TREND: Espumas elevate your creations to a higher level

Nowadays, spumas (It.), espumas (Es), écumes (Fr.) have become an established technique throughout the western culinary world. Since Ferran Adrià, of the famous Spanish restaurant El Bulli, brought a new dimension to this whipping technique using a siphon, he has managed to inspire numerous publications, applications and workshops. Espumas, foams, mousses, emulsions, sauces …

Espumas are in
This technique is a simple but fashionable addition to cocktails, desserts and hot drinks, and is easy to learn. Updating a range doesn’t always have to be expensive or time-consuming. Siphons were originally developed to turn liquid cream into whipped cream, and to put a fizz or bubbles in a soft drink using a simple, not too laborious, method. The success of ready-to-use cans of whipped cream meant that siphons were forgotten to some extent, however today they have become a popular tool for introducing a modern and contemporary edge to dishes.


What you need
Preferably a stainless steel siphon. Not just for reasons of hygiene and durability, but also due to its ability to conduct hot and cold temperatures. Plastic, on the other hand, is less resistant to fluctuations in temperature and frequent use of the screw cap and gas screw lead to quicker wear and tear and gas leaks.
Gas: two types of gas can be used. Gas capsules contain 8 g of either N20 or CO2. We stick to cream capsules (N20 or nitrogen oxide). N2O pushes and compresses the liquid cream, which is sprayed out by the gas as a foam; in the same way as air is whipped into cream in the conventional manner.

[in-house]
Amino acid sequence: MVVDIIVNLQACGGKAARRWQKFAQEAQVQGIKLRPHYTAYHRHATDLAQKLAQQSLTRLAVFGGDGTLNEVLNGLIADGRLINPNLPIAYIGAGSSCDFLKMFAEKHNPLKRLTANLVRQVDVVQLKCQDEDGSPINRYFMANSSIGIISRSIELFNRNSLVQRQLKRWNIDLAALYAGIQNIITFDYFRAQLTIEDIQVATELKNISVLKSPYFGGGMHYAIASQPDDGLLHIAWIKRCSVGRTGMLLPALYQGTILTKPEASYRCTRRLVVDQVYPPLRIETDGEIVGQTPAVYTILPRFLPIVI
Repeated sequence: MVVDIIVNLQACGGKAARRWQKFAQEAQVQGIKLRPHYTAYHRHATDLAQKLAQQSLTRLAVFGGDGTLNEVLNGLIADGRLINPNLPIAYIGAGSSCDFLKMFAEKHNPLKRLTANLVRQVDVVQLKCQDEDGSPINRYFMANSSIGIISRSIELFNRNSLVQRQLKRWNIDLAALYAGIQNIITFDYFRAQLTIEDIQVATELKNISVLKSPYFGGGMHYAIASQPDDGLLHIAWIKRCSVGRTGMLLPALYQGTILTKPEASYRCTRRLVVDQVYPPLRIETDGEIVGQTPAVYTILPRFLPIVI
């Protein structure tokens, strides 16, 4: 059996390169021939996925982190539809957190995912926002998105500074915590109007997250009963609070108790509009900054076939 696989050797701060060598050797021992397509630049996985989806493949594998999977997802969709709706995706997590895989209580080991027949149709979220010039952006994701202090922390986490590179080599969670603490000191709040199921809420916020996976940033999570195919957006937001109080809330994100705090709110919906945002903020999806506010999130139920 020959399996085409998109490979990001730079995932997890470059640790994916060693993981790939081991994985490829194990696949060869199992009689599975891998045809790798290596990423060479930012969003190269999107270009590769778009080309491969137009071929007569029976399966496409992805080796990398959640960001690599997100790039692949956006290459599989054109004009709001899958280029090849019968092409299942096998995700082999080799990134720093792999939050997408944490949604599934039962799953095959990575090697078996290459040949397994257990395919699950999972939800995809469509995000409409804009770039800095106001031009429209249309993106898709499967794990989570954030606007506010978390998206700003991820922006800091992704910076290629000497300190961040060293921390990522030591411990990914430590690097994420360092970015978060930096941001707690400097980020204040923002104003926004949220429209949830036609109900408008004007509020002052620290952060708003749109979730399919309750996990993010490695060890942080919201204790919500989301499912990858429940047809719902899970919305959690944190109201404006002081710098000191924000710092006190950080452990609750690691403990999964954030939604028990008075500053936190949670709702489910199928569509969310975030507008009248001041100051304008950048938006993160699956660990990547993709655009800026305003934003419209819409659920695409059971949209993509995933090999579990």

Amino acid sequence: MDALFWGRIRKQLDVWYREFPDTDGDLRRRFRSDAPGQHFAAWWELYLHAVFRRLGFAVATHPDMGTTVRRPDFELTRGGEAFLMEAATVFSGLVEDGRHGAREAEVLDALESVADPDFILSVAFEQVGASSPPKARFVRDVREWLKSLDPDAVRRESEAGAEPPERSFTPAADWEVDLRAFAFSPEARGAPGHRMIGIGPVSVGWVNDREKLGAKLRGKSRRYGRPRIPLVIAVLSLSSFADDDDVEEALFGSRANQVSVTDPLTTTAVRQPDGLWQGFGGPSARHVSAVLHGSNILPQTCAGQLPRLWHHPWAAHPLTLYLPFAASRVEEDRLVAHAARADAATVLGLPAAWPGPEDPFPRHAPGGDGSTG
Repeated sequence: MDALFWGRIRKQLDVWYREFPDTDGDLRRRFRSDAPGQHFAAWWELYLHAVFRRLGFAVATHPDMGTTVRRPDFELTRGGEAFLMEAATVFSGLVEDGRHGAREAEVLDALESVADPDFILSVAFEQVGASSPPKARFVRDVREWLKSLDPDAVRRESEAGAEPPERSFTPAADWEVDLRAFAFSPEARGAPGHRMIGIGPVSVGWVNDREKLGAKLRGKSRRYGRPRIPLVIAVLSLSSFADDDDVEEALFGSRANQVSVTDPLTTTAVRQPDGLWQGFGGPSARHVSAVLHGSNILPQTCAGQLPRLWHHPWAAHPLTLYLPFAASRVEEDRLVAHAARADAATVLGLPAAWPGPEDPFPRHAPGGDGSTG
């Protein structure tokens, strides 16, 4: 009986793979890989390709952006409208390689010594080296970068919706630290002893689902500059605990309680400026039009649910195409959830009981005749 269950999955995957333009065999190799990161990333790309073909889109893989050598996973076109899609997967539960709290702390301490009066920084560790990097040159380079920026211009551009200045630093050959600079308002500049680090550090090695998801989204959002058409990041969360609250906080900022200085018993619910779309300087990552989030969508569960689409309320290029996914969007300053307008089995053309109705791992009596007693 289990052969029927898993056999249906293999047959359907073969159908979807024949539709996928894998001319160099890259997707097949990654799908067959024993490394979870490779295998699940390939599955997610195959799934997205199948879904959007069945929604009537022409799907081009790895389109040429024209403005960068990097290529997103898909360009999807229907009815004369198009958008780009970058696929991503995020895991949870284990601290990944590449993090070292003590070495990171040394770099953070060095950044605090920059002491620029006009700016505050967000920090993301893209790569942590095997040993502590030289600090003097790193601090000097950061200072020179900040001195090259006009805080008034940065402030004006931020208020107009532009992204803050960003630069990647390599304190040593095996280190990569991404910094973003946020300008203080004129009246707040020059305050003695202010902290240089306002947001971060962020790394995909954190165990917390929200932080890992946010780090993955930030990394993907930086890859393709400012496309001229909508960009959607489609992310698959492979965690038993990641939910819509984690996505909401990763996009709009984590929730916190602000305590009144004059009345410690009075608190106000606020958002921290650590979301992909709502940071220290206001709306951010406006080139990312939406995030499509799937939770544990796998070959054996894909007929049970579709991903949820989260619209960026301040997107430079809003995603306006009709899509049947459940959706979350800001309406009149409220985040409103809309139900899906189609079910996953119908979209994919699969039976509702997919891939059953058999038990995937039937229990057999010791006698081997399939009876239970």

Soda capsules (CO2 or carbon dioxide) are used less frequently, but as well as soda water can also be used to make sensational appetizers.

The simplest method is to add flavour to liquid cream. Fruit purees, coulis, vegetable (extracts), chocolate, fish, poultry: the list is endless. Cream is one of the bases that guarantees or determines the consistency after squirting. The golden rule is one part cream to one part vegetable or fruit puree. If you want to create a heavy mousse, use more cream or add one or two sheets of soaked gelatine, provided that the preparation process is cold. Other bases that combine flavour and firmness are (pasteurised) egg white and yolk, gelatine and starch. Cream and/or gelatine are not suitable for squirting heavy, hot preparations. The most popular hot espuma recipes contain starch (potato - pea espuma). Very solid ‘hot’ chocolate mousses can be prepared using fat and protein.

Tips & Tricks

  • Always use a fine sieve. Fruit pips, fibres, sugar crystals, undissolved gelatine can cause a blockage.
  • When using cream in the recipe it is important to combine the selected ingredients thoroughly in advance and not to mix.
  • Fill the siphon up to a maximum of 4/5ths of its capacity.
  • Maximise the gas used by pointing the spray nozzle straight down instead of the siphon.
  • Carefully weigh out the ingredients and place the siphon in the fridge for a few hours before squirting; the mixture does not always bind immediately. 

Reprinted from: Chocolaterie (Confectioners) magazine

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